Mansfield Park by Jane Austen, 1814

I’m soooo behind in my reviews because I have been a lazy little bug !

Anyway, my second trip in the world of Jane Austen wasn’t as good as I wished it would be.

Mansfield Park starts like a fairy tale. You have the little orphan (semi orphan but that’s just a technicality), the horrible Aunt, the scary Uncle and the completely out of the reality other Aunt. Lady Bertram and Sir Thomas decide to help Lady B’s sister, Mrs Price, who has more children than you can think of and did a very bad marriage. Out of generosity, they help her by taking the eldest daughter to educate her and teach how to be a nice servant. Lady Bertram has no clue whatsoever of what happens around her and Sir Thomas is only preoccupied by the cost of the operation since his business isn’t going so well. The Bertram girls, Maria and Julia, are so selfish, light headed and too busy to look for a husband or to seduce the neighbour to even notice Fanny, our little orphan. Only Edmund, the Bertram’s second son, is an angel of mercy for the little girl. He takes her under his wing, teaches her everything a lady should know and acts as her best friend. Mrs Norris, Lady B’s second sister, is there to remind Fanny of her right place in the family, which is, according to her, just above the cook but a notch below the family dog. Sir Thomas and his eldest son, Tom, have to go to Antigua to straighten Sir Thomas’s business. Mrs Norris has a free hand in dictating her views and arranges Maria’s wedding with Mr Rushworth, a rich but very dull man. Maria, attracted but so much money and prestige, agrees. The new occupants of the Parsonage, Dr Grant and Mrs Grant, will soon be included in the daily life of Mansfield Park, especially after Mrs Grant’s brother, Henry Crawford, and sister, Mary Crawford, establish their residence there. Edmund falls in love immediately with Ms Crawford and forgets all about Fanny. Mr Crawford seduces Maria, but just for fun… As soon as she seems to be interested in him to the point where she could cancel her wedding, off he goes. He comes back after the wedding and decides that he has now to seduce Fanny.

Half way through  the book, I had the feeling that the story hadn’t start yet, that Austen was still introducing the characters to me. Fanny is too pale, unassuming to be a interesting heroine. I wasn’t really interested in knowing what could happen to her. The whole Bertram family is a gallery of hypocritical, lazy, dull characters, even Edmund. He’s so fiddle and easily manipulated that you feel sorry for him. Henry Crawford reminds me of Valmont, minus the charm, the vulnerability or the personality.

I don’t often do that but I didn’t finished it, I stopped after chapter 26 ( and someone is probably going to tell me that after chapter 27 everything gets SO interesting)

I give it a 2/10


Trip to the Library #1

I just came back from my monthly trip to the local library. I took more books than I can read in three weeks but I always do that. I like to have the choice. So, in my magic (and heavy) book bag this month are :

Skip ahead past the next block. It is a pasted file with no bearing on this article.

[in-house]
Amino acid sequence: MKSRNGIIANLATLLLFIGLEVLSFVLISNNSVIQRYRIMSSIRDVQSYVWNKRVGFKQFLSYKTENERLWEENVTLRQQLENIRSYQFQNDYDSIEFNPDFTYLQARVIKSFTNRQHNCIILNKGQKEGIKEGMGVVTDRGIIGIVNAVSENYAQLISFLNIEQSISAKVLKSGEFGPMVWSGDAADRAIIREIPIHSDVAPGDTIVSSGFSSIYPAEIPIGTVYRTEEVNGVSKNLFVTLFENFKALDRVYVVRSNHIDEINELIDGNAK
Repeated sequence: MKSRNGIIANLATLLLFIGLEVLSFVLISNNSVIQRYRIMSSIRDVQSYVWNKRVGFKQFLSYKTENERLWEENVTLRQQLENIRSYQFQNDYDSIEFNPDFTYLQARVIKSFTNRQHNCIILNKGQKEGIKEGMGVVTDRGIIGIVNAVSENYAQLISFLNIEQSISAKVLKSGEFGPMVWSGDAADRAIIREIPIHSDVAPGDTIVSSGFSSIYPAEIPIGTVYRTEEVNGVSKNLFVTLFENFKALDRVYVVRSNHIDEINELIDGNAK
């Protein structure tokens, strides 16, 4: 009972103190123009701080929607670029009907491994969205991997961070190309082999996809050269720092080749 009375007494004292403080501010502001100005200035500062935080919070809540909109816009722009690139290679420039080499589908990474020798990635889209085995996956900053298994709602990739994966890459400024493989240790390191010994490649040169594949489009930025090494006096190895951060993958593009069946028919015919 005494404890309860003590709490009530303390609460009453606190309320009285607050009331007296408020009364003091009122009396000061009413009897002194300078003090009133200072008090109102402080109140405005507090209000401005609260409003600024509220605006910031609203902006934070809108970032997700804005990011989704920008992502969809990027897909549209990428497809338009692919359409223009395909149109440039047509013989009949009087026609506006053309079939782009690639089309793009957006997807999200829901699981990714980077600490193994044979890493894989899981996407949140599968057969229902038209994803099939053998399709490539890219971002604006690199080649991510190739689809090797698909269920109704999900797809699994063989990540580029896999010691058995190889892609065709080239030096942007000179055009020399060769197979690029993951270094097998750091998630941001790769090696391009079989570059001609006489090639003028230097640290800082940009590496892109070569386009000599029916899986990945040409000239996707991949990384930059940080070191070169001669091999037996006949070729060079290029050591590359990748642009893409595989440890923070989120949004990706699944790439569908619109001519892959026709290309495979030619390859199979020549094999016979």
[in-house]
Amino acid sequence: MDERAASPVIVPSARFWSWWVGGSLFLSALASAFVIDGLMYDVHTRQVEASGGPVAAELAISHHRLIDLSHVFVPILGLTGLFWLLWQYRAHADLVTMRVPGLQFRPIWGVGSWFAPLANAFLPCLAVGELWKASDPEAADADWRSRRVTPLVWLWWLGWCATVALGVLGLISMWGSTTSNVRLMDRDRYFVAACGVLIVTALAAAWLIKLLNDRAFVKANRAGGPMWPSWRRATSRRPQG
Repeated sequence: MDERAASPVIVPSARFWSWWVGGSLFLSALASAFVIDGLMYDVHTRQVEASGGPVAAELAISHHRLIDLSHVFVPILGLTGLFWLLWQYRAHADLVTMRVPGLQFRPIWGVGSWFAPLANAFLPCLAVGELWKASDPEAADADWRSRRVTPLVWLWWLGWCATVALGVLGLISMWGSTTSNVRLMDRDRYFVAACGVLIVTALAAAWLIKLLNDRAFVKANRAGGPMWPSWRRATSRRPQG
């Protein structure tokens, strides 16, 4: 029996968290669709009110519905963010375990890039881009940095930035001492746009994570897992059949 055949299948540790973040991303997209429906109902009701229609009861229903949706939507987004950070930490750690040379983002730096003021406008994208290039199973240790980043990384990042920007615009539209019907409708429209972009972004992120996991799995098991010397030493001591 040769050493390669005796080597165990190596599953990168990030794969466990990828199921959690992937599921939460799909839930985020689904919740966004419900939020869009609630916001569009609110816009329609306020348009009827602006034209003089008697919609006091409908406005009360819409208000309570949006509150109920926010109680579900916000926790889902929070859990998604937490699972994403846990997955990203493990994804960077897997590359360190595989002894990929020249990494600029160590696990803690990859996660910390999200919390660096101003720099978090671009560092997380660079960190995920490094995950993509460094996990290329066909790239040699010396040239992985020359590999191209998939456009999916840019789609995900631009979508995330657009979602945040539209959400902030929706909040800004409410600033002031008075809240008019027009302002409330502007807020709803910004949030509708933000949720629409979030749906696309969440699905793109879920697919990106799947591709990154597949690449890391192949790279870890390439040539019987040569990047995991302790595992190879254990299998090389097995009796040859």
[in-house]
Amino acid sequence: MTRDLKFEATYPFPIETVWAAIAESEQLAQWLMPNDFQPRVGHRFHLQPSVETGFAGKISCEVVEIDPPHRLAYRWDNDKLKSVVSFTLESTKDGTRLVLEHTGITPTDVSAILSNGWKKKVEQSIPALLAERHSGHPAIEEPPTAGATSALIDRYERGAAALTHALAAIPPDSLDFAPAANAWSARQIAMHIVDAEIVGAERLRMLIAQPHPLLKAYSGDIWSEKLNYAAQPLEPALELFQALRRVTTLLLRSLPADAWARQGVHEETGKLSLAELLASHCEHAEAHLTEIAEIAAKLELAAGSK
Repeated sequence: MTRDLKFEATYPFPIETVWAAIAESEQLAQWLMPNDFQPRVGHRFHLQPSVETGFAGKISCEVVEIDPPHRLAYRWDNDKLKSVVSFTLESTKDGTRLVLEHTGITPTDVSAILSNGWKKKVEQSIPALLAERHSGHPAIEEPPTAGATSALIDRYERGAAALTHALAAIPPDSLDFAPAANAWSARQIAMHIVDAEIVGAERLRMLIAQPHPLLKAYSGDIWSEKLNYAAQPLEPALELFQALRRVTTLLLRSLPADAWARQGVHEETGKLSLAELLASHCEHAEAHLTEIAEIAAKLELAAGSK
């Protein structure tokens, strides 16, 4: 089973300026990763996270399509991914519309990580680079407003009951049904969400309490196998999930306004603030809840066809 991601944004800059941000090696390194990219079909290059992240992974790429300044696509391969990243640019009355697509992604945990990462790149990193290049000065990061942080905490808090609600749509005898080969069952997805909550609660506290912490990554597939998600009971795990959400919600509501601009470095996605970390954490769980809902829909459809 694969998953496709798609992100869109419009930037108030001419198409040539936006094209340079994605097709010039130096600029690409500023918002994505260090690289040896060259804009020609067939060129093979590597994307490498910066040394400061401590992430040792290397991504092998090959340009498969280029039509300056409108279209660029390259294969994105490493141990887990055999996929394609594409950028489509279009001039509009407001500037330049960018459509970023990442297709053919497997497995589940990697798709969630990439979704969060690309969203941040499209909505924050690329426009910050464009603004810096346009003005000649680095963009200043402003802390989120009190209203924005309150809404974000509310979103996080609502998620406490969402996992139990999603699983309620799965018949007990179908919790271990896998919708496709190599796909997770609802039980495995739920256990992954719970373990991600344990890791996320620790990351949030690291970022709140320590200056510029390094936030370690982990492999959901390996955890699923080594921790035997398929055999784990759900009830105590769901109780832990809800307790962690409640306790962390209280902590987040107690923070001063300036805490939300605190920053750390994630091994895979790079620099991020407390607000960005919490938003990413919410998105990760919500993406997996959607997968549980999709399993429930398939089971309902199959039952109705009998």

• Mansfield Park, Jane Austen
  • Emma, Jane Austen
  • Persuasion, Jane Austen

I told you that I fell in love with Pride and Prejudice so I HAVE to read more Jane Austen. It is required.

  • Middlemarch, George Elliot
  • Jane Eyre, Charlotte Brontë
  • Villette, Charlotte Brontë
  • The Moon is Down, John Steinbeck
  • Clock without Hands, Carson McCullers
  • Secret Windows : Essays and fiction on the craft on writing, collective.

See, too much books ! I’ll try and read all of them and I will let you know 🙂

Armchair BEA Genre Topic : The Classics

Genre Topic 1: The Classics

The Questions:

  • Today, tell us all the reasons why you love classic literature.

Hmmm, that is a good question. Why do I love classics. First of all, the definition of a classic is quite large and vague… A book which by its timelessness and universalism is capable of touching everybody at any time being. A book in which any human being can find something to nourish their brain or full up their heart. I love classics because they are still relevant hundreds years after they had been written. I love them because our civilisation is based on those pieces of art. How many books, movies, paintings, songs have been inspired by Dante’s Inferno ? How come, more than 50 years after it had been published, The Grapes of Wrath is still relevant ? (plus holding a classic in a public place makes you look smarter :p )

  • What are your favorite classics?

Cornelian choice here… I’d say Grapes Of Wrath by Steinbeck, The Aventures Of Tom Sawyer by Mark Twain, Pride and Prejudice by Jane Austen and The Great Gatsby by F.S. Fitzgerald…oh and The Hunchback of Notre-Dame by Victor Hugo ! and so many many many many more.

  • If you could give a list of classics to someone who claims to hate them to make them change their mind, what would be on it ?

I’ve met many young (and not so young) people you claimed they didn’t like classics. When asked why, all of them told me that it was because those were old long books, written in a dated and obsolete language. So I’d give those people The Little Prince by Antoine de Saint-Exupéry, Catcher In The Rye by J. D. Salinger (even if it’s a very controversial classic) and maybe Fear and Loathing in Las Vegas by Hunter S. Thompson…just to prove them how wrong they are and how fun a classic can be !

  • How would you convince them to give classics a try?

I’d suggest to maybe watch the movie first, if there’s any good adaptations out there, or to try a abridged and /or modernised version. Or maybe to read in group, so they can share their difficulties.

  • And why do you keep coming back to those old favorites?

Because I don’t have any other choice…that’s how true love works.